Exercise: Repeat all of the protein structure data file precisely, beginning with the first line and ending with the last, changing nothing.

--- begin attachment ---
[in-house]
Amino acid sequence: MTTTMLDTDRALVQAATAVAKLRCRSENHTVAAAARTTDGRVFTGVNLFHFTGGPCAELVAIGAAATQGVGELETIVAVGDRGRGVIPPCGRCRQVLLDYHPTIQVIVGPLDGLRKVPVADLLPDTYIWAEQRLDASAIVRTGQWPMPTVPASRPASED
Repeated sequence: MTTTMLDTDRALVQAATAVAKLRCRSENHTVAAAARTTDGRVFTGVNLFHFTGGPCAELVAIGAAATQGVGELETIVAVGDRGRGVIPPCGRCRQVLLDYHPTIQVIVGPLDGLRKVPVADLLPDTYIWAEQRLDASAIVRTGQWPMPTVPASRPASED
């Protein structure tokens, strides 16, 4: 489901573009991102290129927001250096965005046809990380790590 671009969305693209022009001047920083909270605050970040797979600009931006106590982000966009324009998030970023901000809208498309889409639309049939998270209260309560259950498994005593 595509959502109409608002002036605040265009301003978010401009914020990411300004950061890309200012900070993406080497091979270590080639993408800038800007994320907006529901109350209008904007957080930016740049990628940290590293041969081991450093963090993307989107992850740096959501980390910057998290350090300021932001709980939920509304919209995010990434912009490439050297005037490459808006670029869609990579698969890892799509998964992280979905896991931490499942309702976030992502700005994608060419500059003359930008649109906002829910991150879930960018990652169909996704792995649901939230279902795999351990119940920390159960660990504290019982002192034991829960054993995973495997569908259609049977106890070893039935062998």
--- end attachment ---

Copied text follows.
[in-house]
Amino acid sequence: MTTTMLDTDRALVQAATAVAKLRCRSENHTVAAAARTTDGRVFTGVNLFHFTGGPCAELVAIGAAATQGVGELETIVAVGDRGRGVIPPCGRCRQVLLDYHPTIQVIVGPLDGLRKVPVADLLPDTYIWAEQRLDASAIVRTGQWPMPTVPASRPASED
Repeated sequence: MTTTMLDTDRALVQAATAVAKLRCRSENHTVAAAARTTDGRVFTGVNLFHFTGGPCAELVAIGAAATQGVGELETIVAVGDRGRGVIPPCGRCRQVLLDYHPTIQVIVGPLDGLRKVPVADLLPDTYIWAEQRLDASAIVRTGQWPMPTVPASRPASED
């Protein structure tokens, strides 16, 4: 489901573009991102290129927001250096965005046809990380790590 671009969305693209022009001047920083909270605050970040797979600009931006106590982000966009324009998030970023901000809208498309889409639309049939998270209260309560259950498994005593 595509959502109409608002002036605040265009301003978010401009914020990411300004950061890309200012900070993406080497091979270590080639993408800038800007994320907006529901109350209008904007957080930016740049990628940290590293041969081991450093963090993307989107992850740096959501980390910057998290350090300021932001709980939920509304919209995010990434912009490439050297005037490459808006670029869609990579698969890892799509998964992280979905896991931490499942309702976030992502700005994608060419500059003359930008649109906002829910991150879930960018990652169909996704792995649901939230279902795999351990119940920390159960660990504290019982002192034991829960054993995973495997569908259609049977106890070893039935062998």